The History of the Devil and the Idea of Evil, from the Earliest Times to the Present Day

The History of the Devil and the Idea of Evil, from the Earliest Times to the Present Day

The History of the Devil and the Idea of Evil, from the Earliest Times to the Present Day

The History of the Devil and the Idea of Evil, from the Earliest Times to the Present Day

Synopsis

In The History of the Devil and the Idea of Evil, Paul Carus shows that the idea of Evil developed parallel to the idea of God. Like God, the Devil was symbolic of a real part of human experience. This classic sourcebook in demonology, a reprint of the work first published in 1900, assembles 350 images of the Devil in comparing the personification of evil that is common to many cultures.

Excerpt

Before you turn to the wealth of pictures Paul Carus assembled for this book, consider the strange case of an atheist who believed in the Devil.

Writing at the turn of the century, a time when scientists preached against religion with evangelical fervor, Paul Carus (1852-1911) devoted his energies to paving a middle road on which both science and religion could progress. As a youth he fled from an intolerant Germany to be free to publish his liberal thoughts—thoughts which developed into his philosophy of Monism. He found the perfect position for his life's work as head of Open Court Publishing Company. There he wrote dozens of books, edited two magazines dedicated to science and religion, and published an impressive list of titles by the most advanced scientists and theologians from around the world. Indeed, a worldwide view of science and religion was the hallmark of Open Court's publications and the hallmark of Carus' Monism.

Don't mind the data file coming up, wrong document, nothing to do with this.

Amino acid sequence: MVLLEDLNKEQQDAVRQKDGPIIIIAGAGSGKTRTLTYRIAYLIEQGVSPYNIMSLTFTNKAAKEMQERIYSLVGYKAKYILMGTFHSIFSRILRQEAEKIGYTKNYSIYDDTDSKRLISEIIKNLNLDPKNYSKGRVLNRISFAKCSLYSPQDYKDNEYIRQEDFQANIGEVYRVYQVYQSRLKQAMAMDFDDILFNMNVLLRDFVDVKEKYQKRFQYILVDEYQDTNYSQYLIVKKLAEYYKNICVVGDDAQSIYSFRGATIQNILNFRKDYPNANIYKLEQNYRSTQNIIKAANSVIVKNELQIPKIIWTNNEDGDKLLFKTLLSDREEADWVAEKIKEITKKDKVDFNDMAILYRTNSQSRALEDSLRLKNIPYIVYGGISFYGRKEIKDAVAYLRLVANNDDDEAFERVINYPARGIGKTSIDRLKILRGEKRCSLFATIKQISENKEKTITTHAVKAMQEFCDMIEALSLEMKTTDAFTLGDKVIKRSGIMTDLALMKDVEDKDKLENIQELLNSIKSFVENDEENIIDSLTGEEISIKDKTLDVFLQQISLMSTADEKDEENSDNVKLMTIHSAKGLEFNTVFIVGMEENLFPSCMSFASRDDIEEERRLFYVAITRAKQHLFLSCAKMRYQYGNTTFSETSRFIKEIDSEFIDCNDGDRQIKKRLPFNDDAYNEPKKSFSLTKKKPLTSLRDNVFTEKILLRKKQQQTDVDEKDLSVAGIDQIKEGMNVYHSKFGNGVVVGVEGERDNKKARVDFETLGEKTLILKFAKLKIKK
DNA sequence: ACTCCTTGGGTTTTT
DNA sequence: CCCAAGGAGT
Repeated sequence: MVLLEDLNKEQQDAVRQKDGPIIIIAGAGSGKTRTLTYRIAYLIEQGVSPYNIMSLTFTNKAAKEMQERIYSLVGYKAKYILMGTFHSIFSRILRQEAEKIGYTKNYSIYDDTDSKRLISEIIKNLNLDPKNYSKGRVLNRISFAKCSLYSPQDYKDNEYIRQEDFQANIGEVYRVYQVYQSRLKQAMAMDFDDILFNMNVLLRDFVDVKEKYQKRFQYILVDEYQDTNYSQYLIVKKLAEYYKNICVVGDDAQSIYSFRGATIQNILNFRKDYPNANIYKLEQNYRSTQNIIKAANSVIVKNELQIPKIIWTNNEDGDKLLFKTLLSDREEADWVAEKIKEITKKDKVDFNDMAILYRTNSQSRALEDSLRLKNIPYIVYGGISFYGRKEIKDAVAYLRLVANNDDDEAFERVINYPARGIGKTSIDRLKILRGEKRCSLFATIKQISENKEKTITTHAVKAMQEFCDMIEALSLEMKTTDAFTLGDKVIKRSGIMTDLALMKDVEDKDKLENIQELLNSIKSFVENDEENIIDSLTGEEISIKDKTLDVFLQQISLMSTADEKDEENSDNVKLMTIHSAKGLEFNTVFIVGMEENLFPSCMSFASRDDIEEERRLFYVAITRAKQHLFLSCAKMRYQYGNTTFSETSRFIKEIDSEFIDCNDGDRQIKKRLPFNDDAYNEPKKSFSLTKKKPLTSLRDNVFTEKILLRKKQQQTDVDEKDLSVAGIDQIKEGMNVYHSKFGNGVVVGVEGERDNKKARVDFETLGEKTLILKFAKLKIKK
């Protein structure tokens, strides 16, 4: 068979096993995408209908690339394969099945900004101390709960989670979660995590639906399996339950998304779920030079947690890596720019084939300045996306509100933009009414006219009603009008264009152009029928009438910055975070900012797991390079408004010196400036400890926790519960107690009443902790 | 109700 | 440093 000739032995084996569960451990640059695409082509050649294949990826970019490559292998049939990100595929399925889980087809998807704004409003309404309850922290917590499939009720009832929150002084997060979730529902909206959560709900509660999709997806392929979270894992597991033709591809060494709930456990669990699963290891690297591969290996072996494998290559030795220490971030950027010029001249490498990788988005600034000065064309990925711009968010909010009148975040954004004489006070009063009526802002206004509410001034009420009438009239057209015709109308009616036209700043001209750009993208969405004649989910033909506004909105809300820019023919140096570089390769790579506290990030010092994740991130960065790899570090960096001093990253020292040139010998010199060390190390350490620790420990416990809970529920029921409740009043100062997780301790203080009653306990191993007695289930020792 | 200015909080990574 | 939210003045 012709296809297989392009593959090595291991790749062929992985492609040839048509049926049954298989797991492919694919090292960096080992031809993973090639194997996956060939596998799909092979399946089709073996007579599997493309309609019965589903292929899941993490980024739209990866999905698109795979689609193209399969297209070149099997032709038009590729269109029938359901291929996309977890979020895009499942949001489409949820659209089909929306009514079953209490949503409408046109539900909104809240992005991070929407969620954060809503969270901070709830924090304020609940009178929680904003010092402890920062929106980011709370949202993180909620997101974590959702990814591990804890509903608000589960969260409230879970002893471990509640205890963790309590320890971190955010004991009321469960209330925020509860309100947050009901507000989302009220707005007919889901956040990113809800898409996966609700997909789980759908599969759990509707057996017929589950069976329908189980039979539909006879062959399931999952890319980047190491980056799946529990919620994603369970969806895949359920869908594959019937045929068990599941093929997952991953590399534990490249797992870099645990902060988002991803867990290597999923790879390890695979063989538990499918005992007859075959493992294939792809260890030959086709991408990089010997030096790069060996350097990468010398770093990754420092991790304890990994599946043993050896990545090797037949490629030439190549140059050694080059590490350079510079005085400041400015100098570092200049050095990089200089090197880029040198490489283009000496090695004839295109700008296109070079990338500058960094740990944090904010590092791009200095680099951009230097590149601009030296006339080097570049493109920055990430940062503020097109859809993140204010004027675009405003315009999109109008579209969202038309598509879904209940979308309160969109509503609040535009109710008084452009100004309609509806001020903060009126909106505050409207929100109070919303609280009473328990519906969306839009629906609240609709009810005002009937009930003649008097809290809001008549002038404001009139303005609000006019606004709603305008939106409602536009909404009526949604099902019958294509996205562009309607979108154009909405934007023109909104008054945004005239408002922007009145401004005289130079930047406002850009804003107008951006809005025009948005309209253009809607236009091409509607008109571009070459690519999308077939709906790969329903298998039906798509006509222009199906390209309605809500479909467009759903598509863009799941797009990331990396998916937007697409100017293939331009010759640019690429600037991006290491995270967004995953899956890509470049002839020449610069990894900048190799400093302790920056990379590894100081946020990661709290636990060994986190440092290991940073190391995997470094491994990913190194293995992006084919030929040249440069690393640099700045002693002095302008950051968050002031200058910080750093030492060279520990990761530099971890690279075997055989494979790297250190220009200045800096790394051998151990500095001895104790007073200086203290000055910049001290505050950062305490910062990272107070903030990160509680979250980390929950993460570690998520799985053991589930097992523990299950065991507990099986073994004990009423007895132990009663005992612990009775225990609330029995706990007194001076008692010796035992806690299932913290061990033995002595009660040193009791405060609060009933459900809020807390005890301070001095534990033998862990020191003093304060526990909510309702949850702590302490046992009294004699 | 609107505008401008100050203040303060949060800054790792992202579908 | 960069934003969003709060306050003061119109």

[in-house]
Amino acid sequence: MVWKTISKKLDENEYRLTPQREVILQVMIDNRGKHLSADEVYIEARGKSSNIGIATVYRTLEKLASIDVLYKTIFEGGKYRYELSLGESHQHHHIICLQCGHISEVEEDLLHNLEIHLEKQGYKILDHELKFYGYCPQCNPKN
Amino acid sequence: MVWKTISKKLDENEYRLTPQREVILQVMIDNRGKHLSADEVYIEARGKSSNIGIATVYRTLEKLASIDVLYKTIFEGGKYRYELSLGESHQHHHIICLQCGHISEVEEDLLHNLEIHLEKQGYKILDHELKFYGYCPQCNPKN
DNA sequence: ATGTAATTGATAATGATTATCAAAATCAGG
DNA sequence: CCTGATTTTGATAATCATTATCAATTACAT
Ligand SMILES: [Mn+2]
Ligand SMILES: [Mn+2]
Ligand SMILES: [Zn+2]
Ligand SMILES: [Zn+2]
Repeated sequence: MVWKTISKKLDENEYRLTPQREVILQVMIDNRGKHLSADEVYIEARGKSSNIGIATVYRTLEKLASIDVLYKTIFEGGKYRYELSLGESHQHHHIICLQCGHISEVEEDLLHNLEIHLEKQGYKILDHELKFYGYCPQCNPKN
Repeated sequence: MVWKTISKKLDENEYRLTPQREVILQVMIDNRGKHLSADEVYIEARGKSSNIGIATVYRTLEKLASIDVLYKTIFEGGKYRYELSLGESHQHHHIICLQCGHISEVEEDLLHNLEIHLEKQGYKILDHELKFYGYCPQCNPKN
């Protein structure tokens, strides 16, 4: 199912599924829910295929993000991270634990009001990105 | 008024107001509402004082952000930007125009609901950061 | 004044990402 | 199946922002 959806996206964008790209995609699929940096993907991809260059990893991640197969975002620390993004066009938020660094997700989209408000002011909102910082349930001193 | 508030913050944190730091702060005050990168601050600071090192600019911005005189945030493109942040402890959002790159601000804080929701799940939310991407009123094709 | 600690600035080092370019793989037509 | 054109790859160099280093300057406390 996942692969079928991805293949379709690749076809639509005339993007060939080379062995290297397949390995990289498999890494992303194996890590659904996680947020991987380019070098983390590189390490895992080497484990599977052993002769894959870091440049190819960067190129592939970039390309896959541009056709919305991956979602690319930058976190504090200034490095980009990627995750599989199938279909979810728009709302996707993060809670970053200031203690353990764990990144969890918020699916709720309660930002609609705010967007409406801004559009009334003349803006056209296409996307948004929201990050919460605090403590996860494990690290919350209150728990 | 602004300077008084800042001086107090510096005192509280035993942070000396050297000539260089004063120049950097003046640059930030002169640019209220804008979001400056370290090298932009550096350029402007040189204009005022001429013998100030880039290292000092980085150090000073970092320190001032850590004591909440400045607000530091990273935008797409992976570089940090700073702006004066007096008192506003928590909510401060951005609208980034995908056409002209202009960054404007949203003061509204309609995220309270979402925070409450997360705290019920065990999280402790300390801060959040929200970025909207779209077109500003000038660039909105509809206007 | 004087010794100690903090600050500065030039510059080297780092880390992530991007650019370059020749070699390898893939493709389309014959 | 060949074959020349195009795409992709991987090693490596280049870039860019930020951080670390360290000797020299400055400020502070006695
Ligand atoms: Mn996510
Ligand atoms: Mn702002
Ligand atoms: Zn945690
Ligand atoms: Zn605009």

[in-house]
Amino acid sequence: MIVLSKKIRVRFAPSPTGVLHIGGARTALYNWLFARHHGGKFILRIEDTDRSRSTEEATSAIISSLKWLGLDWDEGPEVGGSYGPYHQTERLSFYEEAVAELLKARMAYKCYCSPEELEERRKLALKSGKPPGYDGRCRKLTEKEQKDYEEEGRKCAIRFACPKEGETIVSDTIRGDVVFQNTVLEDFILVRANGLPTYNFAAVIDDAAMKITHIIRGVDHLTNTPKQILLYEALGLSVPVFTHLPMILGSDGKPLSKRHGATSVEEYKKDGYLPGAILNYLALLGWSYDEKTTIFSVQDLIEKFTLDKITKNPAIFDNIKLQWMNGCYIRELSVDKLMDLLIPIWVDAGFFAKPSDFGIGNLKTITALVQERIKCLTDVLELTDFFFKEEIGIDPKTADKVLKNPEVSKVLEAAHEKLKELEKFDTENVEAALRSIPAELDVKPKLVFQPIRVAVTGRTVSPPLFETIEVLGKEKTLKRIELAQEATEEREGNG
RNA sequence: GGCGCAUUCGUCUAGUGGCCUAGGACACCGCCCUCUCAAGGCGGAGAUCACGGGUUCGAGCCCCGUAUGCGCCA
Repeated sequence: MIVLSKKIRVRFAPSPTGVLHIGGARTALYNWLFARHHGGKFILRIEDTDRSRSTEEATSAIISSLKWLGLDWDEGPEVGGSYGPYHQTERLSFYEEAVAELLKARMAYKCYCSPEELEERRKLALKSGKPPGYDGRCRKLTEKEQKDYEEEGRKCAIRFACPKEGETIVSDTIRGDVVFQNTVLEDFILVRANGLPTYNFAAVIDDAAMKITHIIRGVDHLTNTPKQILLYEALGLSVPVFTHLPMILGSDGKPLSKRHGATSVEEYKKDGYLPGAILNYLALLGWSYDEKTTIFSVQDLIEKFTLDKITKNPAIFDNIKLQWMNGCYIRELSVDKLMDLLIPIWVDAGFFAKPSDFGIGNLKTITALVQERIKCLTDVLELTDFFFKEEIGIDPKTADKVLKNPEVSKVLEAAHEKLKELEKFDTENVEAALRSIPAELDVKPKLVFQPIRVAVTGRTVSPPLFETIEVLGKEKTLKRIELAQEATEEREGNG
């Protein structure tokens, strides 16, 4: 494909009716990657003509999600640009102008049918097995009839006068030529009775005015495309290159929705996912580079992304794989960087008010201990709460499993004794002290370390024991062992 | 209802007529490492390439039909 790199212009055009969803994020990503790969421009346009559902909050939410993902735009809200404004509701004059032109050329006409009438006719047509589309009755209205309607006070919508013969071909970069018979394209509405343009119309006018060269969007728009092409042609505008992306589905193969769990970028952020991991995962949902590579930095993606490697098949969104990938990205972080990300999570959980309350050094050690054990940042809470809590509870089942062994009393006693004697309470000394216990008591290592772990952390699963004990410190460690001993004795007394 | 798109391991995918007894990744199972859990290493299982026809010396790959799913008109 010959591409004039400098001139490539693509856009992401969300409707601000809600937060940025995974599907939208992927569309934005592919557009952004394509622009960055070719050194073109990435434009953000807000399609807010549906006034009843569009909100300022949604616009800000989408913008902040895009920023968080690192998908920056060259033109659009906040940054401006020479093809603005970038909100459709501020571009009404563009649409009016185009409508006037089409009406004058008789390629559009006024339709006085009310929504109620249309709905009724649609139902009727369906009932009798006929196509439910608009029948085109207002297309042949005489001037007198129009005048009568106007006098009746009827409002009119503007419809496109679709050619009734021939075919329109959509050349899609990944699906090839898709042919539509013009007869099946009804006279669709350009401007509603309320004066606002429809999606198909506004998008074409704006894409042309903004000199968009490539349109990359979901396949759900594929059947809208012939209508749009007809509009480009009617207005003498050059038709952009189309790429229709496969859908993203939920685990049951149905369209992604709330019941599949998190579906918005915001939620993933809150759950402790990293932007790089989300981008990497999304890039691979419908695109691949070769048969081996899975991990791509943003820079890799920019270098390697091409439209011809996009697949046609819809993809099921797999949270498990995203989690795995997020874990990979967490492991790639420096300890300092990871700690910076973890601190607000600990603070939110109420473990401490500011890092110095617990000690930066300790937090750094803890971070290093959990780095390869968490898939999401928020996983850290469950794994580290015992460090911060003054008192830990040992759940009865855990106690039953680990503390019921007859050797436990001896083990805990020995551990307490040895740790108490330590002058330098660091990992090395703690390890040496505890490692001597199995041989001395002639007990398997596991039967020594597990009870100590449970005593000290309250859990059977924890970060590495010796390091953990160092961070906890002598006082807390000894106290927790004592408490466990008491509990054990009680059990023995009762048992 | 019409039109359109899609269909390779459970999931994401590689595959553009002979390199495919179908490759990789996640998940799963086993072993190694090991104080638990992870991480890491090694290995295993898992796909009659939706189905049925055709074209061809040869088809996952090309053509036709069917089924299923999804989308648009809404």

Paul Carus was above all a philosopher of science. Monism comes from the Greek word mono, meaning “one.” Its tenets, as Carus held them, prepare a foundation for science; this foundation underlies a method of investigation applicable to all facets of life, including religion. Monism views nature as one and indivisible; it affirms that nature can be explained by one method, the method of reason. Human experience is also one and indivisible; human experience may be explained through reason. Carus' Monism did not rule out intangible facets of human experience, like feelings, ideas, moral convictions—even visions and religious beliefs were considered part of the world's reality.

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